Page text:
5. Be genuinely committed to providing more customer service excellence than anyone else in your industry.This commitment must be so powerful that every one of your customers can sense it.
  6. Share information with people on the front lines.Meet with your employees regularly to talk about improving service. Solicit ideas from employees-they are the ones who are dealing with customers most often.
  7. Act on the knowledge that what customers value most are attention, dependability, promptness and competence.They love being treated as individuals and being referred to by name.

 

Phrases That’ll Make Your Customers Happy


Principles of customer service are all very well, but you need to put those principles into action with everything you do and say. There are certain “magic words” customers want to hear from you and your staff. Make sure all your employees understand the importance of these key phrases:

  • “How can I help?”Customers want the opportunity to explain in detail what they want and need. Too often, business owners feel the desire or the obligation to guess what customers need rather than carefully listening first. By asking how you can help, you begin the dialogue on a positive note (you are “helping,” not “selling”). And by using an open-ended question, you invite discussion.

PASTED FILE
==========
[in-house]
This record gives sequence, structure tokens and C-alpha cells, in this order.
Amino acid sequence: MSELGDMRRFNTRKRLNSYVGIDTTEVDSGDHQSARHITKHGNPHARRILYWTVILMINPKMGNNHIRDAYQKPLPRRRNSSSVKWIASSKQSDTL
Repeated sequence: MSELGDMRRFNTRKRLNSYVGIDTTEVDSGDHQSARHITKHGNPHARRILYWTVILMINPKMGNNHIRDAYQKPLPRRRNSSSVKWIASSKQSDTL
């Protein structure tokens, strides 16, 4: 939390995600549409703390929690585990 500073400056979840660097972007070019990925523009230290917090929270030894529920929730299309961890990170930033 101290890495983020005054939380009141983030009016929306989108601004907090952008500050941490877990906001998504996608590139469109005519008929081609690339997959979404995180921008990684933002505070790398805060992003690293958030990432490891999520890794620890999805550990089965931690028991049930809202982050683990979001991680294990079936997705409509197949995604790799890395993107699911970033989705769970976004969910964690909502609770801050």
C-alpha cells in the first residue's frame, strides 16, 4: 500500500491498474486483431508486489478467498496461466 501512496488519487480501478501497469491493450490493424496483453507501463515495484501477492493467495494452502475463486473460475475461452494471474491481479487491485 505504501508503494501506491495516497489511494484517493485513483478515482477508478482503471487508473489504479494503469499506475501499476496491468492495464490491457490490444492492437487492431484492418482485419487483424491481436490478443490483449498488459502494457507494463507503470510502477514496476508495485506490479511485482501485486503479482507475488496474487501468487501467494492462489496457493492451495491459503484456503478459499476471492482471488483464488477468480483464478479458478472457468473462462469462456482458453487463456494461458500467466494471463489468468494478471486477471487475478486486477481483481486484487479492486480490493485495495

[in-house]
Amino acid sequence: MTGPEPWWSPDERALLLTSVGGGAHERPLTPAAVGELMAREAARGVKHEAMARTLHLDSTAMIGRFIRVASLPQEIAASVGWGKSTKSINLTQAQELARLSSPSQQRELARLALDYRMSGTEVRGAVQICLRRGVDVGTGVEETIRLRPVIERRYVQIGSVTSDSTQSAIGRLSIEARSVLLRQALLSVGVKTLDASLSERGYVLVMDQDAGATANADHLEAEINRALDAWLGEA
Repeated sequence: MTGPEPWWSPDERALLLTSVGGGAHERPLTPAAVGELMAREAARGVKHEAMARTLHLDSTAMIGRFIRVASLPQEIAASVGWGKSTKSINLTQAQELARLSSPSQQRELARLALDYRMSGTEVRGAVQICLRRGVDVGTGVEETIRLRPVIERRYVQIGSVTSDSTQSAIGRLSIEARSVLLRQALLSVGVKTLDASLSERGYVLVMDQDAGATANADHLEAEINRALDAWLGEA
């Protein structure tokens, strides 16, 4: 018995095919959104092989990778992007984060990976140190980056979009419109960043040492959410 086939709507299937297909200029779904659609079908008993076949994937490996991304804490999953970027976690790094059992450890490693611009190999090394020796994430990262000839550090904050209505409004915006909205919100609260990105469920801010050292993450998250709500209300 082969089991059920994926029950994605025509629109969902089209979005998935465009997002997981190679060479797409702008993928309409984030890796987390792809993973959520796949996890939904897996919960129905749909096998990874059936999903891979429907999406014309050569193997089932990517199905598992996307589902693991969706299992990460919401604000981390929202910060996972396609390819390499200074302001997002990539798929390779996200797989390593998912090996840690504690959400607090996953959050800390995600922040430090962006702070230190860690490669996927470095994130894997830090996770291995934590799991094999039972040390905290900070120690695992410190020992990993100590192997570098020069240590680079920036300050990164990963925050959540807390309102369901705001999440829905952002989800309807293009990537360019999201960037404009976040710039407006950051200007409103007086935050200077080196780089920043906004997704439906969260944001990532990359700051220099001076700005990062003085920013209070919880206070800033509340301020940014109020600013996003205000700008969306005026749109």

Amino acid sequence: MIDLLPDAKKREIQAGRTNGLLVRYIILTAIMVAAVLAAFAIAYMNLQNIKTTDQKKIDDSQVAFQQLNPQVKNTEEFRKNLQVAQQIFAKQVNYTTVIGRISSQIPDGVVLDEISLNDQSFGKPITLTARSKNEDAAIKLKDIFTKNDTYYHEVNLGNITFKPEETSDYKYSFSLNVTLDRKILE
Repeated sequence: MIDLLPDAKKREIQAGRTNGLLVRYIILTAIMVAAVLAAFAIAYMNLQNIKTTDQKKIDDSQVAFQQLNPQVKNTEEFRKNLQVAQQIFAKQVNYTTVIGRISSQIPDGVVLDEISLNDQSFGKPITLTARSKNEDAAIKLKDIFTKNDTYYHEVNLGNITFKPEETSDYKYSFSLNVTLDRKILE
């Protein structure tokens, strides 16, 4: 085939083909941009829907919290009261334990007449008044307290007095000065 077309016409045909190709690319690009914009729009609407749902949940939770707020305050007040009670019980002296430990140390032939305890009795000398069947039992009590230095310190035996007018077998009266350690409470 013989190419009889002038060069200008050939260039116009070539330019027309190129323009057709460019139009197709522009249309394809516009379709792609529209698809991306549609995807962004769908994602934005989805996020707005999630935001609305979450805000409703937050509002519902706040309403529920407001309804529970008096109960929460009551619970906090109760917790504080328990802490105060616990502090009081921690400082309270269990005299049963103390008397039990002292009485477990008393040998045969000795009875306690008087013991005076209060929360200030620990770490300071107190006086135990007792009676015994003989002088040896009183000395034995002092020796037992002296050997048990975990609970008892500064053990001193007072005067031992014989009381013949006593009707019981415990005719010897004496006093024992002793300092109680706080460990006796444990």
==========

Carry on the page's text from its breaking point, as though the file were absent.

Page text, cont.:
• I can solve that problem.”Most customers, especially business-to-business customers, are looking to buy solutions. They appreciate direct answers in a language they can understand.
  • I don’t know, but I’ll find out.When confronted with a truly difficult question that requires research on your part, admit that you don’t know the answer. Few things ruin your credibility faster than trying to answer a question when you are unsure of all the facts. Savvy buyers may test you with a question they know you can’t answer and then just sit quietly while you struggle to fake an intelligent reply. An honest answer enhances your integrity.
  • I will take responsibility.”Tell your customer you realize it’s your responsibility to ensure a satisfactory outcome to the transaction. Assure the customer you know what he or she expects and will deliver the product or service at the agreed-upon price. There will be no unexpected changes or expenses required to solve the problem.